Thursday, February 12, 2015

"From complete chaos to Octopus Deploy" Part 4: Required application changes

Introduction to this blog series

How do you automate the non-existing deployment routines of an organization with over 100 different customers, each having their own environments? How do you convince the leaders, developers and customers to give you the resources needed in order to automate everything?  Is it really possible to introduce a routine that works for everyone?
Part 1: The trigger of change 
Part 2: Where to begin? 
Part 3: The basic concepts of Octopus Deploy
Part 4: Required application changes
Part 5: The deployment process
Part 6: The hosting vendors
Part 7: Load balancing
Part 8: Lessons learned and useful resources

Required application changes

While I tried to minimize the amount of change needed for our applications, there were some changes we could not avoid. I won't go into detail on all of them, but I would like to outline them briefly in case you come across similar needs.

Installing OctoPack

As decribed in the Octopus documentation, the OctoPack NuGet builds Octopus Deploy-compatible NuGet packages from your projects. These packages are pushed to Octopus Deploy, and Octopus runs config transforms before deploying the package to the chosen environment. We added the OctoPack NuGet to all our projects, in addition to a default .nuspec file to supply some basic information about out applications. Having installed the Octopus TeamCity plugin, the plugin handles the rest: Running OctoPack for creating the packages.

Config transformations

Previous to Octopus Deploy, we ran all our config transformations on build. This is a problem as you will never have the exact same assemblies in any environment. Imagine I deployed code to my Test environment, in order to deploy the same code to my Production environment I would have to rebuild my code as the config transformations were run on build. Rebuilding the code would generate a new set of assemblies, which in theory would contain the same code as the assemblies deployed to Test, but they would not be identical, or the exact same files.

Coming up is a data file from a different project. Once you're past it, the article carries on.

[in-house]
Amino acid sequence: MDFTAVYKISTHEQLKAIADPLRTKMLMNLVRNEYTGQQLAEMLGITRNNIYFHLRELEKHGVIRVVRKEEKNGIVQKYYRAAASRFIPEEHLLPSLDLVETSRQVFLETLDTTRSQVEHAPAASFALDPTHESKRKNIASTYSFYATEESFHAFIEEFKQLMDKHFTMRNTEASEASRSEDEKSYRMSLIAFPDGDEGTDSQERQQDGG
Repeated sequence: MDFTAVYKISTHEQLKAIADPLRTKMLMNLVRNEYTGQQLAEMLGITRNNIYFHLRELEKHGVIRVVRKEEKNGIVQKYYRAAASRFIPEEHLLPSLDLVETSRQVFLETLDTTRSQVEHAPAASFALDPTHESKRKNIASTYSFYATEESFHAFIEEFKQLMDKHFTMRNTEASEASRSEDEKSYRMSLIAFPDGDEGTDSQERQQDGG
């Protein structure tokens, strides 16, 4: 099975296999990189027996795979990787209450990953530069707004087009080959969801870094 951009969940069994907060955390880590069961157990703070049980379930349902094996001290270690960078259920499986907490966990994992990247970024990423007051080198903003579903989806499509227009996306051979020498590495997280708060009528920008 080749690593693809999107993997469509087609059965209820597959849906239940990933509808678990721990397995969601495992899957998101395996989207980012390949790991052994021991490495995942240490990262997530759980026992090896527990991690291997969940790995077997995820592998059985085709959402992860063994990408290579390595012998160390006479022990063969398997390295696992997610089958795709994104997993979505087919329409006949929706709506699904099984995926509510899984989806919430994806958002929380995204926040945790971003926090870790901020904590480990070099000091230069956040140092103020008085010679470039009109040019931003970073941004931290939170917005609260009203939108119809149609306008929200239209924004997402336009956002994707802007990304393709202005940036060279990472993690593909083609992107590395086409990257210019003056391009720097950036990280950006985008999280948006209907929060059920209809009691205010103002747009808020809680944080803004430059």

After introducing Octopus Deploy, the config transformations would no longer be run on build. Instead the NuGet generated by OctoPack would contain all the config transformation files, and we would configure Octopus to run the config transformations:
In order to change when the config transformations were run, we needed to make a couple of changes to our applications: 

- Disable transformations on build by setting TransformOnBuild to false in our .csproj files
- Set the Build Action of all config transform files to Build Action = Content so that they would be included in the NuGet package generated by OctoPack

Deploy items

Our last challenge had to do with static files that should reside in the application root folder and that vary from environment to environment, but cannot be transformed. Some examples are robots.txt files (which you could transform if you converted to an xml, but we wanted to avoid that), and license.txt files.

Our solution was to add folders called DeployItems. and add the static files that belong to the given environment to this folder:

We then added a script module in Octopus that all the projects would reference. This script module contained a simple deploy script, that would look for a DeployItems folder postfixed with the environment name, and if found it would copy all the files in the folder to the application root folder:

function Move-DeployItems() {
    Write-Host "Checking if there are any DeployItems to move..."

    if(Test-Path -Path .\Configs\DeployItems.$OctopusEnvironmentName\){
        Write-Host "Moving deploy items from Configs\DeployItems.$OctopusEnvironmentName to root folder"
        Move-Item .\Configs\DeployItems.$OctopusEnvironmentName\* .\ -Force
    }
    
    if(Test-Path -Path .\Configs\DeployItems.$OctopusEnvironmentName.$OctopusMachineName\){
        Write-Host "Moving deploy items from Configs\DeployItems.$OctopusEnvironmentName.$OctopusMachineName to root folder"
        Move-Item .\Configs\DeployItems.$OctopusEnvironmentName.$OctopusMachineName\* .\ -Force
    }

    Write-Host "Deleting deploy items folders"
    Get-ChildItem .\Configs\DeployItems.* -Recurse | foreach ($_) {Remove-Item $_.fullname -Force -Recurse}
    Remove-Item .\Configs\DeployItems.* -Recurse
}

Notice that for load balanced enviroments, you could add a DeployItems.. folder if the files were different for all machines as well as all environments. To finish this off the DeployItems folders are deleted after the files are copied. 

With these minor changes: Adding OctoPack, disabling config transforms on build, and adding DeployItems folders for copying static files, our applications were all Octopus Deploy-compatible. Stay tuned for tomorrows post: The deployment process

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